As a fellow dulcimer player, I’ve been aware of Brian Cherwick for many years. He’s a multi-instrumentalist and one of the leading researchers and practitioners of the tsymbaly (hammered dulcimer) tradition of the Canadian-Ukrainian immigrants who settled the prairies of Western Canada. Holding a Ph.D. in ethnomusicology/folklore studies, Brian is used to playing the role of the ethnographer, so…

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Abdoulaye Diabate and Super Manden: West African Troubadours in New York

By | July 22, 2007

An 800-Year Tradition Super Manden is a collective of musicians based in New York City, who are dedicated to the performance and teaching of the Malinke oral tradition of Central West Africa known as Jaliya. Passed from generation to generation of hereditary musicians and storytellers, this tradition forms the basis for the larger Mandinka, or Manden…

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Luz Pereira: It’s All in the Timing

By | July 9, 2007

Hands clap and skirts fly, as feet shuffle and stomp against the heavy backbeat of the cajón, an Afro-Peruvian box drum. A dance of flirtation and courtship, the Marinera Limeña, is known as the national dance of Peru. A mix of African, European, and to a lesser extent indigenous sounds and movement styles, the dance is done in pairs,…

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Xiao Xiannian: New Sounds for Chinese Strings

By | May 11, 2007

It was a beautiful spring day in Chinatown when I stopped by the Mencius Society to talk with Xiao Xiannian, a virtuoso of the Chinese hammered dulcimer known as yangqin. Housed in a building on Grand St. near its intersection with Delancey, the Mencius Society (also known as the AiCenter, and formerly the Wossing Center) provides…

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Amalia Papastefanou: A Homecoming in Song

By | April 18, 2007

On a cold, rainy night in April 2007 I traveled with CTMD artistic director Ethel Raim by subway to Astoria, Queens to interview Greek Island singer Amalia Papastefanou at Dahdoo Productions’ studios. Studio director Richard Khuzami and HellasFM radio producer and host Athanasios (Thanasis) Tzouvelis welcomed us warmly, ushered us inside, and introduced us to…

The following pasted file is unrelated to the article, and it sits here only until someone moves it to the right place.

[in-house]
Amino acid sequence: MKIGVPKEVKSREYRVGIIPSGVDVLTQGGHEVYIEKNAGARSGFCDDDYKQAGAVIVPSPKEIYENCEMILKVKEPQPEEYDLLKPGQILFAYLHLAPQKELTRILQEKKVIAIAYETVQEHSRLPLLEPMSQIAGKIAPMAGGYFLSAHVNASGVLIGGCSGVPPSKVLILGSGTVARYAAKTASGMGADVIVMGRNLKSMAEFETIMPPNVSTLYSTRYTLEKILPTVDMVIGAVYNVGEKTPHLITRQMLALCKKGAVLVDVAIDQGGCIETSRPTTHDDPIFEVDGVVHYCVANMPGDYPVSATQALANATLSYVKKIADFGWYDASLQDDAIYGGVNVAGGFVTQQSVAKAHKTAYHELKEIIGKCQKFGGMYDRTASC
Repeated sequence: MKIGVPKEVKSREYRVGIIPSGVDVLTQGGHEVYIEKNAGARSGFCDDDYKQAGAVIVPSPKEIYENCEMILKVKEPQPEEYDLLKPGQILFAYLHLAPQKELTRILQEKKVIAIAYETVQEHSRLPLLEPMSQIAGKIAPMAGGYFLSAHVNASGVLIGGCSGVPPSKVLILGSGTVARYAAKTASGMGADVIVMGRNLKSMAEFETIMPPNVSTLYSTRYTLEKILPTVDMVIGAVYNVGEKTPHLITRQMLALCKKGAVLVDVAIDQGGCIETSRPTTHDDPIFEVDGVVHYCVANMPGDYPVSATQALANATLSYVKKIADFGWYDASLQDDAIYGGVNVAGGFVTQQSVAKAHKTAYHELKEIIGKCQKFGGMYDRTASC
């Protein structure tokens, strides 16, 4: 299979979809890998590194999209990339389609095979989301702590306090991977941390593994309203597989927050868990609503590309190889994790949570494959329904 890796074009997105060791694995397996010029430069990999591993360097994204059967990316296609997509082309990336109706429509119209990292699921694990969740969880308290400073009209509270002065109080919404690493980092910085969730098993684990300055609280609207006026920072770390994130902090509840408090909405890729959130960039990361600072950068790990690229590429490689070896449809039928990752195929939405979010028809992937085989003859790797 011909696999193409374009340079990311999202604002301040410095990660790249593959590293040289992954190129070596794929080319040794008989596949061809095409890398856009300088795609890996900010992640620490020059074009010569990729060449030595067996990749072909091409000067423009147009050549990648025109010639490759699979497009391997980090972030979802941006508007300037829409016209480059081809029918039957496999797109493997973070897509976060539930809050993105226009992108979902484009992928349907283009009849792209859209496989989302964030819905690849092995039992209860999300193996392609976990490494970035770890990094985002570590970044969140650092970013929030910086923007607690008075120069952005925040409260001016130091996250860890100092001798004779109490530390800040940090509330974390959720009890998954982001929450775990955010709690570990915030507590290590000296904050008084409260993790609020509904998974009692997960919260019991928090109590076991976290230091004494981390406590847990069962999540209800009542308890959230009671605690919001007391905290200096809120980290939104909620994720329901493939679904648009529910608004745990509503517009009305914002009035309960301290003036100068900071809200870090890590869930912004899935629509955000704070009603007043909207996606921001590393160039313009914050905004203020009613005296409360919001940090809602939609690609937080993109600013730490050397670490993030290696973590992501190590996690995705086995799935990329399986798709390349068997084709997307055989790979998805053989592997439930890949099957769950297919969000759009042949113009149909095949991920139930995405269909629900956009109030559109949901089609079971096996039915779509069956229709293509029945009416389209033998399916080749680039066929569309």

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Kobzar of the East Village: Julian Kytasty

By | January 11, 2007

Julian Kytasty is perhaps North America’s leading exponent of the Ukrainian bandura. The bandura is a harp-like lute, and for hundreds of years bards known as “kobzars” (another name for bandura is “kobza”) traveled the towns and villages of central and eastern Ukraine earning a living playing the instrument while singing dumy (epic songs), religious…

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Michael Alpert and Zev Feldman: Saving Yiddish Dance

By | January 1, 2007

Back in 1978 when Zev Feldman helped the Center for Traditional Music and Dance (then known as the Balkan Arts Center) present octogenarian clarinetist Dave Tarras for a landmark series of concerts and a studio recording, he needed to find a way to describe Tarras’s music for a grant application.  This was the first project…

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In Memoriam: Ilias Kementzides, 1926-2006

By and | November 12, 2006

It is with great sadness that we bring you the news of the death of Ilias Kementzides. Ilias died in his home on November 11, 2006 at the age of 80, surrounded by his children, grandchildren and close friends. In these times of few heroes and role models, Ilias certainly was one of ours. He…